News / Africa

Soldiers Name New Leader in Niger, International Community Opposes Coup

TV frame grab shows Colonel Gokoye Abdul Karimou, spokesman for the Niger millitary junta delivering a televised statement in Niamey, 19 Feb 2010
TV frame grab shows Colonel Gokoye Abdul Karimou, spokesman for the Niger millitary junta delivering a televised statement in Niamey, 19 Feb 2010

Soldiers in Niger have named a new military leader following Thursday's coup against  President Mamadou Tandja.

Squadron chief Salou Djibo leads Niger's new Supreme Council for the Restoration of Democracy. He commands a heavy artillery unit that played a key role in Thursday's attack on the presidential palace.

President Tandja was detained while holding a cabinet meeting. He is now reportedly being held at a military barracks outside the capital.

After initially announcing the dissolution of the entire government, coup leaders say Tandja ministers will keep their jobs for the time being.

Soldiers suspended the constitution, but they have lifted a dusk-to-dawn curfew and Friday re-opened the country's borders. A reporter for VOA in Niamey says government offices and banks opened normally Friday, markets were busy and public transport operated as usual.

Announcing the coup late Thursday, Colonel Abdoul Karim Goukoye Karimou said Niger's defense and security forces took responsibility to end the country's tense political situation.

Colonel Karimou says soldiers are asking the people of Niger to remain calm and stay united around the ideals of the Supreme Council for the Restoration of Democracy which he says will be able to make Niger an example of democracy and good governance, in keeping with other countries and the price of peace and stability.

The African Union has condemned the coup and is calling for a quick return to democracy. The head of the Economic Community of West African states, acting Nigerian President Goodluck Jonathan, called on Niger's opposition leaders and security forces to resolve the constitutional crisis through dialogue.

U.S. Assistant Secretary of State Johnnie Carson says Washington opposes the coup. "We hope that those who have taken power in Niger will act very quickly and swiftly to move to a transition government that will lead to elections and a resumption of democratic constitutional rule in that country." he said.

President Tandja grew increasingly unpopular since an August referendum that changed the constitution to expand his powers and give him another three years in office.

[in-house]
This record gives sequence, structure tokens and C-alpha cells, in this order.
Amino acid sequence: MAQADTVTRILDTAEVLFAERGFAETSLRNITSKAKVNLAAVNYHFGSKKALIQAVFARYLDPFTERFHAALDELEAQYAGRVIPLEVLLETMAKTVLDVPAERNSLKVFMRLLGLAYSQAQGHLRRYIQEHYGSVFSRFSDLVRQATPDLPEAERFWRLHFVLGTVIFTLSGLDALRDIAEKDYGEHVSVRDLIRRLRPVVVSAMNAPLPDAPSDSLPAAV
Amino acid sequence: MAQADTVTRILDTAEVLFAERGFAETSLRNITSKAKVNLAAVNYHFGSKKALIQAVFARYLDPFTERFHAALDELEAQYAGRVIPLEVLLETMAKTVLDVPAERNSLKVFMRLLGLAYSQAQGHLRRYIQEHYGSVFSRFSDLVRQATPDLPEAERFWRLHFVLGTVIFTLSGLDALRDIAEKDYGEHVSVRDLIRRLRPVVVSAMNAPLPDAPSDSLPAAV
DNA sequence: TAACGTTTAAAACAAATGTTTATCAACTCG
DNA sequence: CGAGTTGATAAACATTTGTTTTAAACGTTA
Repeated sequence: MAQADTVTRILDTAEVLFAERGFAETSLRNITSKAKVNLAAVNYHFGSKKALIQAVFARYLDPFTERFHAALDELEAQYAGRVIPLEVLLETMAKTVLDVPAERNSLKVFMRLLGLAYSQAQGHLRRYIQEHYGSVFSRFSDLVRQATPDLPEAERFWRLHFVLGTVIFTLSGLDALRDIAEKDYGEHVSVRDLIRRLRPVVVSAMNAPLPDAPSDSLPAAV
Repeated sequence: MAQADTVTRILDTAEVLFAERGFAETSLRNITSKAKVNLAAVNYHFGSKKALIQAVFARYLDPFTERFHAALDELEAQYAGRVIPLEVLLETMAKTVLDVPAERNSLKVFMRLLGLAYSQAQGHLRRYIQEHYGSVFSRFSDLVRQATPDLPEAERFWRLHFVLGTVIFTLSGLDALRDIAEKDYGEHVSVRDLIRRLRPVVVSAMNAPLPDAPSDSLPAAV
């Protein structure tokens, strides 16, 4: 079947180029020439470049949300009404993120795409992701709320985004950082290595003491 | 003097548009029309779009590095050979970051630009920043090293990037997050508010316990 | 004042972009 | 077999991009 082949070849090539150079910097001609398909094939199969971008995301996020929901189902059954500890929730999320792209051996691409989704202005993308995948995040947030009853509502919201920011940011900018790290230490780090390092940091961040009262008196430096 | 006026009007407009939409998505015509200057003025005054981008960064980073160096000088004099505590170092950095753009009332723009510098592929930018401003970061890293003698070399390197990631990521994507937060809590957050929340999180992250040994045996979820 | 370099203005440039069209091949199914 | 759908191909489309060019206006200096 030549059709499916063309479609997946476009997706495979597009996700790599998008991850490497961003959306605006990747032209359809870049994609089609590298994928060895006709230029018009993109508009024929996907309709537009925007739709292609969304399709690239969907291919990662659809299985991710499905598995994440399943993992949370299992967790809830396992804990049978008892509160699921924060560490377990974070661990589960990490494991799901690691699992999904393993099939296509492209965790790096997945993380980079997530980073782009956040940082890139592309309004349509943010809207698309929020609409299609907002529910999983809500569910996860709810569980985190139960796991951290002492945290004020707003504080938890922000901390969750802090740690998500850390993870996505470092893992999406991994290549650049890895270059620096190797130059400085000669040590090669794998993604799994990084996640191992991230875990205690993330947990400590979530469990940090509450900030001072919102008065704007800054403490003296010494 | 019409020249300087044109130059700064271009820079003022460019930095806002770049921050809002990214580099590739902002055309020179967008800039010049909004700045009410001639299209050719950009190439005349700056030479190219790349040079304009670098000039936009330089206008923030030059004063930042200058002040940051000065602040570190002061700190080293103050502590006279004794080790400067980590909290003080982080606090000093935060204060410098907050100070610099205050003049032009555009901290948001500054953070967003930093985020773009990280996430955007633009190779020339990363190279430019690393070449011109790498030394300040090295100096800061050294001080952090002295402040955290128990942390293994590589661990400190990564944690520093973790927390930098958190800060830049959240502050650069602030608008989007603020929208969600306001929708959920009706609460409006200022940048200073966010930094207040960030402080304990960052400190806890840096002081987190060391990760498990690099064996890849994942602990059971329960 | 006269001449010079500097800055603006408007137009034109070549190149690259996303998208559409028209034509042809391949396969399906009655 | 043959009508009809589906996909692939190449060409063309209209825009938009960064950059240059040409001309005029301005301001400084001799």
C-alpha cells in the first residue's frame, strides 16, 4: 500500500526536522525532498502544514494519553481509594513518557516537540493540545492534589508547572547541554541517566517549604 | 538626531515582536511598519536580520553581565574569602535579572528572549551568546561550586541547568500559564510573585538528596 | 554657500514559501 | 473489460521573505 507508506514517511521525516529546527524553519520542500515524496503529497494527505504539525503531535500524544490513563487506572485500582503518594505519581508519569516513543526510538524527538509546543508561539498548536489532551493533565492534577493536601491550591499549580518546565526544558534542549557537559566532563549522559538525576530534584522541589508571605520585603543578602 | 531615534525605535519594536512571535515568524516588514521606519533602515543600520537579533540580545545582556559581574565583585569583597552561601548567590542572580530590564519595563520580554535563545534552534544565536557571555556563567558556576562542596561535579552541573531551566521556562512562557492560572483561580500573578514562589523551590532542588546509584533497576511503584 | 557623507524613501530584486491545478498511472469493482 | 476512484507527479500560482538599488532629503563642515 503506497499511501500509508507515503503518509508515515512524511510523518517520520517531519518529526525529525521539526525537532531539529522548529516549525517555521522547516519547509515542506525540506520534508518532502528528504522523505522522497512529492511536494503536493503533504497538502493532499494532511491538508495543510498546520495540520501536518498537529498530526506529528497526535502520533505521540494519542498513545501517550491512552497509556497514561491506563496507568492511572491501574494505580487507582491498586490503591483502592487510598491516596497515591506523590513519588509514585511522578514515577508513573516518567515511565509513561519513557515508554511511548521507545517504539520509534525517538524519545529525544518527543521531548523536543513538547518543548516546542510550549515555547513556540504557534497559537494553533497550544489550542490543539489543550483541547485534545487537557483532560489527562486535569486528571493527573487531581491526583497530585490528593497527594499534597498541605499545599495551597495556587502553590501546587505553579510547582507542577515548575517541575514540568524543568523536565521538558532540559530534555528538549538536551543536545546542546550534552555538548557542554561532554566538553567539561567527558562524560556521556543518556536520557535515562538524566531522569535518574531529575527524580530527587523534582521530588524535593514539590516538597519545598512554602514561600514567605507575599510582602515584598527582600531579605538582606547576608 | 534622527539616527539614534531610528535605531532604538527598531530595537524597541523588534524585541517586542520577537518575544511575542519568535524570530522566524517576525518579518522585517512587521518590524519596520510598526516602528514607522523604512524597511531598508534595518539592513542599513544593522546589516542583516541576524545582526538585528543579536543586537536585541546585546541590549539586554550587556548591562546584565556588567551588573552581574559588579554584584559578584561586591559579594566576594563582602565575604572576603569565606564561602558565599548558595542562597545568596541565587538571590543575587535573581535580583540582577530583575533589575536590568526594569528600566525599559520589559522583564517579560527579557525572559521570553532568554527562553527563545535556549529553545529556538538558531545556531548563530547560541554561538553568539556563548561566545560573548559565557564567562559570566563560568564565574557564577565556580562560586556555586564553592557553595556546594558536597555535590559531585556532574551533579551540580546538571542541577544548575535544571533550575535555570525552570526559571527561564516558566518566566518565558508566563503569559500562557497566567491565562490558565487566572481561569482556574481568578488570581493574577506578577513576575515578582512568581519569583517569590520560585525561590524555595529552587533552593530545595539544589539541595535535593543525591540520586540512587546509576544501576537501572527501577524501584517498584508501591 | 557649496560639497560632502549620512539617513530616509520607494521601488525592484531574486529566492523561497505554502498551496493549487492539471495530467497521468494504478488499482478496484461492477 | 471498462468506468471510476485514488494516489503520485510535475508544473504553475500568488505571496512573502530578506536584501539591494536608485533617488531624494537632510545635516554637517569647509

When Niger's constitutional court and parliament said the referendum was illegal, President Tandja replaced them with new judges and new lawmakers who backed his new government.

Regional diplomats had been trying to negotiate a power-sharing agreement that would have allowed President Tandja to stay in office while an interim government organized new elections.

They must now work with the country's new military leaders to return Niger to constitutional rule. Two of the men involved in this coup - Dijibrilla Hima Mamidou and Abdoulaye Adamou Harouna - played big parts in Niger's 1999 coup. That take-over lasted less than a year before the military held elections that were won by President Tandja.

Political analyst Kouly Mahamane says military action was the only way out of Niger's political impasse.

Before the coup, there were two camps in Niger - the president's political opponents who wanted to return to the previous constitution, and the president's supporters who wanted to continue with the new government created after the August referendum. Mahamane says the way out of the crisis should have been through compromise. As there was no compromise, Mahamane says the only way to resolve the crisis was through this coup d'etat.

Opposition politician Alat Mogaskya says he hopes the country's new military leaders will quickly restore democracy.

Mogaskya says no politicians are surprised by the coup because President Tandja stole power and refused to talk to the opposition, so the only way forward was military action. He says President Tandja knew that the previous government ended with a military coup, so why would his own government not end the same way?

Mogaskya says no one is surprised about what has happened, not even President Tandja.

This Niamey businessman said Niger's problems should have been solved through consensus. But he says unfortunately, soldiers have taken power. So the people of Niger are now asking them to organize elections in the shortest time possible.

This civil servant returned to work as usual Friday, pleased that the tension of the last few months has finally broken.

He says everyone was waiting for something to happen at anytime because there was no agreement between the parties. He says the biggest problem now is not the coup but keeping Niger from going backwards.

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